Did you know DNA influences how much you overeat?
Catering to NMB - genetic clues to conquering overindulgence
Nature versus nurture, it is an age-old debate. While it is fairly easy to examine human nature these days through DNA sequencing, there is a growing appreciation for the fact that we are more than just the sum of our genes. If we consider something as simple as the way we behave towards food, it is clear that genes still play a critical role in our behaviour and the risk for disease.
Would obesity be one of the biggest problems of the 21st century if all we had to do was control what constitutes to be nurture, like the availability of food or our societal expectations? Most likely not, because our genes can hinder us from maintaining our optimal weight. These ‘obesity risk’ genes can affect anything from the way we eat, to whether our bodies will respond to dieting and physical activity. So, if you have yet to find a diet that works for you, perhaps it’s time to stop looking. You may have inherited a defective version of a gene called NMB, which makes restraining yourself from overindulging next to impossible.
The act of eating means very different things to different people. Some of us see it merely as sustenance, while others eagerly await their next meal. Be that may, feelings of hunger and satiety are controlled virtually the same way in all of us. They involves an intricate interplay of events mediated by proteins that bridge our brains to our guts, like the neuromedin b protein made by the NMB gene.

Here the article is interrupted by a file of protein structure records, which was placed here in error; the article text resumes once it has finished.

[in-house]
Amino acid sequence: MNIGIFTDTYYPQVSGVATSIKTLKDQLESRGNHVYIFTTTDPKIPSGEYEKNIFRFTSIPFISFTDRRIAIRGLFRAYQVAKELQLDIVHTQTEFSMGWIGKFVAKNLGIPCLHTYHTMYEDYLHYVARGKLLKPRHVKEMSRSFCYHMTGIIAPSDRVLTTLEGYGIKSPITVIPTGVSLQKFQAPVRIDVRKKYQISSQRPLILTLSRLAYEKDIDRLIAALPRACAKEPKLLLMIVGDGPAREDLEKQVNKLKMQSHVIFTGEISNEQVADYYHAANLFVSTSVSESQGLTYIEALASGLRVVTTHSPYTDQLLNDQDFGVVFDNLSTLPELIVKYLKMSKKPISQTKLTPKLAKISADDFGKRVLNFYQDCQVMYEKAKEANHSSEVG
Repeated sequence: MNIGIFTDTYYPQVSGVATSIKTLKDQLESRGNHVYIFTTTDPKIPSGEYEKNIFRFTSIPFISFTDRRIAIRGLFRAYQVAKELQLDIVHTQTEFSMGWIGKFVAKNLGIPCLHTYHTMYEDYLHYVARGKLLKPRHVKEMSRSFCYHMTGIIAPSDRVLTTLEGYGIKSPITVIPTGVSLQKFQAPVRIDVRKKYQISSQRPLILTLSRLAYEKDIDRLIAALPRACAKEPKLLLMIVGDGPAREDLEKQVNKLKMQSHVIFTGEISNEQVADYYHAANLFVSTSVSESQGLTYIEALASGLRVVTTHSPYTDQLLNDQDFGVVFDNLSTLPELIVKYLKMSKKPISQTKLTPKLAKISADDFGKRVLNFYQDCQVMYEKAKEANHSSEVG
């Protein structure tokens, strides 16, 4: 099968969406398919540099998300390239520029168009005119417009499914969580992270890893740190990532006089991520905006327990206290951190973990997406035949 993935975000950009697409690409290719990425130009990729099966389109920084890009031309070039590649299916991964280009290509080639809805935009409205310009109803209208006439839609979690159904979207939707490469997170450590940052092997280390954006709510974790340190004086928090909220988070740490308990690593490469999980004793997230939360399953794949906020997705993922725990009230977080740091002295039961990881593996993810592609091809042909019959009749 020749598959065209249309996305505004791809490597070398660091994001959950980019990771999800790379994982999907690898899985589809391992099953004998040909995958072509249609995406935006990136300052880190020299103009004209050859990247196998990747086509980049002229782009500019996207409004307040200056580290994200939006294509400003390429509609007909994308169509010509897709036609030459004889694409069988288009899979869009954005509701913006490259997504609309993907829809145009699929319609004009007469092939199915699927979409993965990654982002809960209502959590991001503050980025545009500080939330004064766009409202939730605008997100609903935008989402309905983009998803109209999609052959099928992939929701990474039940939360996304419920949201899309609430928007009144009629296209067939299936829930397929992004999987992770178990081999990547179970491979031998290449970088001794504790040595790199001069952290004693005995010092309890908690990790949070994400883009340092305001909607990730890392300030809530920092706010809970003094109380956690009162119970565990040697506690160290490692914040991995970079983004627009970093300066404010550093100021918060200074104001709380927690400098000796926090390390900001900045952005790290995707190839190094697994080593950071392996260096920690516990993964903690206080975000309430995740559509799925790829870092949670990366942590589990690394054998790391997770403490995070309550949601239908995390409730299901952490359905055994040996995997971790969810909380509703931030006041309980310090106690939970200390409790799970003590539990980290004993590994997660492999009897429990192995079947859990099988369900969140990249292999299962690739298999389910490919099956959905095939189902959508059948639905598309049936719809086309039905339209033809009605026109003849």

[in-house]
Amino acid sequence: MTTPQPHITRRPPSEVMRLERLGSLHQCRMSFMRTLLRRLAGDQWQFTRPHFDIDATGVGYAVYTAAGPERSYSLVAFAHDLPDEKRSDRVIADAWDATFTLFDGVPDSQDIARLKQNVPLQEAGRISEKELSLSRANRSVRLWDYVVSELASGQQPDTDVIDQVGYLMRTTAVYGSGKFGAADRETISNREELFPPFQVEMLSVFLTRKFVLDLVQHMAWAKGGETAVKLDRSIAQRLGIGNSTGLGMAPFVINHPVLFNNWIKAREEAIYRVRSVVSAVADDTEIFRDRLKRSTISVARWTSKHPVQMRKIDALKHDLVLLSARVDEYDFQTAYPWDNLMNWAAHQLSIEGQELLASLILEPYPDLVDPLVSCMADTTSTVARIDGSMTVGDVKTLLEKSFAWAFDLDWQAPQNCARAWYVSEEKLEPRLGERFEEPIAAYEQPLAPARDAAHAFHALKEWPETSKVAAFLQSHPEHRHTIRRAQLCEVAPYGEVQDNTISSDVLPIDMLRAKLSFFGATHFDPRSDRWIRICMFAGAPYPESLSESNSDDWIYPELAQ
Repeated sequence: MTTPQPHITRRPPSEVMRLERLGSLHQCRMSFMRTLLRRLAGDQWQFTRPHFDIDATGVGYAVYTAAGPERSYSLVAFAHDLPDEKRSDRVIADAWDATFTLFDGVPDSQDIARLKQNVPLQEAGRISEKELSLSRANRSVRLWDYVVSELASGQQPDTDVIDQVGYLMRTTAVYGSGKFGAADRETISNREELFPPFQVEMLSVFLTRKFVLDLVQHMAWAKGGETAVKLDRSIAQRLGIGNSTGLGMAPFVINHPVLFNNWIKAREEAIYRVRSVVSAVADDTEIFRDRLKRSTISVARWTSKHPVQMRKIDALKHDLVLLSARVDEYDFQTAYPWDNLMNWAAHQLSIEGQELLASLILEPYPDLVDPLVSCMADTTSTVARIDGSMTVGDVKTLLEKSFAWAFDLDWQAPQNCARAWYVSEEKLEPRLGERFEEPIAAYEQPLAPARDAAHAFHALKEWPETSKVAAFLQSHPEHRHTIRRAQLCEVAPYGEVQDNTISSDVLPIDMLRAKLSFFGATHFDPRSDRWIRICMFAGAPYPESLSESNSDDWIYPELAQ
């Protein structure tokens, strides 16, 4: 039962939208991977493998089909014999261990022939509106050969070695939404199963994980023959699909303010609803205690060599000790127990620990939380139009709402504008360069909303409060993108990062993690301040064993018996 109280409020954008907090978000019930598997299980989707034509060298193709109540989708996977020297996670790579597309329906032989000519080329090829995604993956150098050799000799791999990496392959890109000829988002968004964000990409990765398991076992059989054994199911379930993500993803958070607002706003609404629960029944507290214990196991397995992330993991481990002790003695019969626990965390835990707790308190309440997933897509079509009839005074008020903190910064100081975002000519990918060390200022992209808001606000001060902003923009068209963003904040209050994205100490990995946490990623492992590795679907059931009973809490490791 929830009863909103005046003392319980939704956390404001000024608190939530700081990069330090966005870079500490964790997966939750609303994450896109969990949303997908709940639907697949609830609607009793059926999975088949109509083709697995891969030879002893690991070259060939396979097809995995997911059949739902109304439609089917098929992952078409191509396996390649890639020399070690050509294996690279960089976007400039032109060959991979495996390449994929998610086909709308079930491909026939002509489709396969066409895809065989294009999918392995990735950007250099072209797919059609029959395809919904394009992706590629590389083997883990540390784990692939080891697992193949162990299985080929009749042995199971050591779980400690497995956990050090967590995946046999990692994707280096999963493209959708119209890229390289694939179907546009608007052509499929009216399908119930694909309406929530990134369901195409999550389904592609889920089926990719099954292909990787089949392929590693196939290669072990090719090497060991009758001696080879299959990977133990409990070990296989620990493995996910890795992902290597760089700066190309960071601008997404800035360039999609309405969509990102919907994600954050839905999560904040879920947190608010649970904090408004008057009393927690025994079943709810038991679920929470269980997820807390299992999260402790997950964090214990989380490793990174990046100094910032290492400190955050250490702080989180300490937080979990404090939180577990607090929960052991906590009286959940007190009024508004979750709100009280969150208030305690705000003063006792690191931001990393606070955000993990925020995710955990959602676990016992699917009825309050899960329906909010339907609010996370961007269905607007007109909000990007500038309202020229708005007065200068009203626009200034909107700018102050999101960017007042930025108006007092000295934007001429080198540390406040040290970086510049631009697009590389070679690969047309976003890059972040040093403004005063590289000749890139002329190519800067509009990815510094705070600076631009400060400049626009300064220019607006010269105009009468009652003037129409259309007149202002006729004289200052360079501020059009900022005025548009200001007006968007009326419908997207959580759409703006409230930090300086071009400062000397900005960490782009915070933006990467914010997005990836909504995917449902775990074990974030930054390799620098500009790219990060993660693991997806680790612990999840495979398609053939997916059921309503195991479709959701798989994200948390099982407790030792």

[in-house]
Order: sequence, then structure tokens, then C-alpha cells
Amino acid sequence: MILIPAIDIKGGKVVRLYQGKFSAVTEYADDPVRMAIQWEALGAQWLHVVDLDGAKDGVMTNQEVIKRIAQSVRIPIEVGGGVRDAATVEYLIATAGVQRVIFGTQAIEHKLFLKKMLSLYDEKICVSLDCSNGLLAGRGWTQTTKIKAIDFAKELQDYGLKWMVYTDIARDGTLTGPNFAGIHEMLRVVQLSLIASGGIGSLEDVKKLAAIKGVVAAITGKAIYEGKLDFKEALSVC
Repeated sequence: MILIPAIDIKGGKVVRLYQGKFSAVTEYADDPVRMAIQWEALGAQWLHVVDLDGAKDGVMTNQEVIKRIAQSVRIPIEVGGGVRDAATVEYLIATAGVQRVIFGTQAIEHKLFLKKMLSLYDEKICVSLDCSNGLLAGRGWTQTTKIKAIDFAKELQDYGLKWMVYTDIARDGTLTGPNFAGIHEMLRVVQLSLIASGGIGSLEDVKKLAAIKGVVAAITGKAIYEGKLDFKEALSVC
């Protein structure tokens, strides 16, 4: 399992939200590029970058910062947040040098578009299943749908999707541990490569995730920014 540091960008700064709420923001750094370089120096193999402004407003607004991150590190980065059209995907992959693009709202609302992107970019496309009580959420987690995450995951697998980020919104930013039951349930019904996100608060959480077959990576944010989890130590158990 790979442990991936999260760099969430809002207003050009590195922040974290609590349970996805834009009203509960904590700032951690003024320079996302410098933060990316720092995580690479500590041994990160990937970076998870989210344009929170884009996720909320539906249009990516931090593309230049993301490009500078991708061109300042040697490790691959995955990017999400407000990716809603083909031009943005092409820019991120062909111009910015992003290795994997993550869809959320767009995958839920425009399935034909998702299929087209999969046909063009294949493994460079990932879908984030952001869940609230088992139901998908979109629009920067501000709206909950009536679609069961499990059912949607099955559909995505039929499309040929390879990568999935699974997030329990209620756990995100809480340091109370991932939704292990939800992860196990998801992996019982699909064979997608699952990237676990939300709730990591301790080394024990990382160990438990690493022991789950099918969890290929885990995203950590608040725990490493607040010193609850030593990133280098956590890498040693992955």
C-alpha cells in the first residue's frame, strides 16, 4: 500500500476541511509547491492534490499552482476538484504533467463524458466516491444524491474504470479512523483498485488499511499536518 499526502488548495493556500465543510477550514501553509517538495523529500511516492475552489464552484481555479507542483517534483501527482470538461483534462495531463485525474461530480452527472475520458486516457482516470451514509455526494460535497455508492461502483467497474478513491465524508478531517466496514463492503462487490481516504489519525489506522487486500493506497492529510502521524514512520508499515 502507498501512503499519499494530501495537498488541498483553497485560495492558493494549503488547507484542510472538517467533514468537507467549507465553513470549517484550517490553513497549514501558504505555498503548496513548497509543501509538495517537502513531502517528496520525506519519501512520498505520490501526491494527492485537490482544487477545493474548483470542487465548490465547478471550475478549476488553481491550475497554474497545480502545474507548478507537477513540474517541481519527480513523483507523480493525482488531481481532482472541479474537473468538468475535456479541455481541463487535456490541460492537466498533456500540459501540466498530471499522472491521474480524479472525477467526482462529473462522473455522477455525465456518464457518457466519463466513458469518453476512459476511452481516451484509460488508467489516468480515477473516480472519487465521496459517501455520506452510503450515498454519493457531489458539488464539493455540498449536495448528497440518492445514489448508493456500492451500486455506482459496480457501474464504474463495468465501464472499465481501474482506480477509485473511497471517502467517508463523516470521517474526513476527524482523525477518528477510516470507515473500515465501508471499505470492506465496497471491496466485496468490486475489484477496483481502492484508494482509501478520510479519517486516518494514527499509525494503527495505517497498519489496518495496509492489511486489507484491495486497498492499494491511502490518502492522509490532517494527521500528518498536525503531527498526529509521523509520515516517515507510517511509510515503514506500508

Neuromedin is one of the most powerful appetite-reducing agents to act on our brains. In response to food, neuromedin is released by the cells of the gut and fat cells. Neuromedin can simultaneously ‘turn off’ hormones that make us hungry, and ‘turn on’ hormones that make us feel full. So it shouldn’t come as a surprise that affecting the function of neuromedin can influence our susceptibility to obesity.
Genetic variation is why we carry different versions of NMB. The rs1051168 variant of the NMB gene increases the risk of obesity by challenging the will to restrict food intake. People with the rs1051168 variant are more likely to overeat when food is presented, and as a consequence tend to gain significantly more body fat. This variant reduces the levels of neuromedin. This means that the “eating” cues stay turned on, and at the same time we don’t feel quite as satisfied. Expecting someone whose brain tells them they are still hungry to control their food intake can only be described as futile, impractical and even cruel.
One easy way to overcome this impediment would be to artificially increase neuromedin levels. Indeed, studies show that giving extra neuromedin to people can reduce their food intake and lengthen the time between meals. However, given that neuromedin is also involved in regulating several other aspects of our biology, (e.g. body heat, body clocks and the anxiety/fear response), long-term infusion of neuromedin is definitely not a practical solution. Instead, choosing to be informed of your shortfall could be just the thing you need to stop yourself from gorging down everything that is placed in front of you.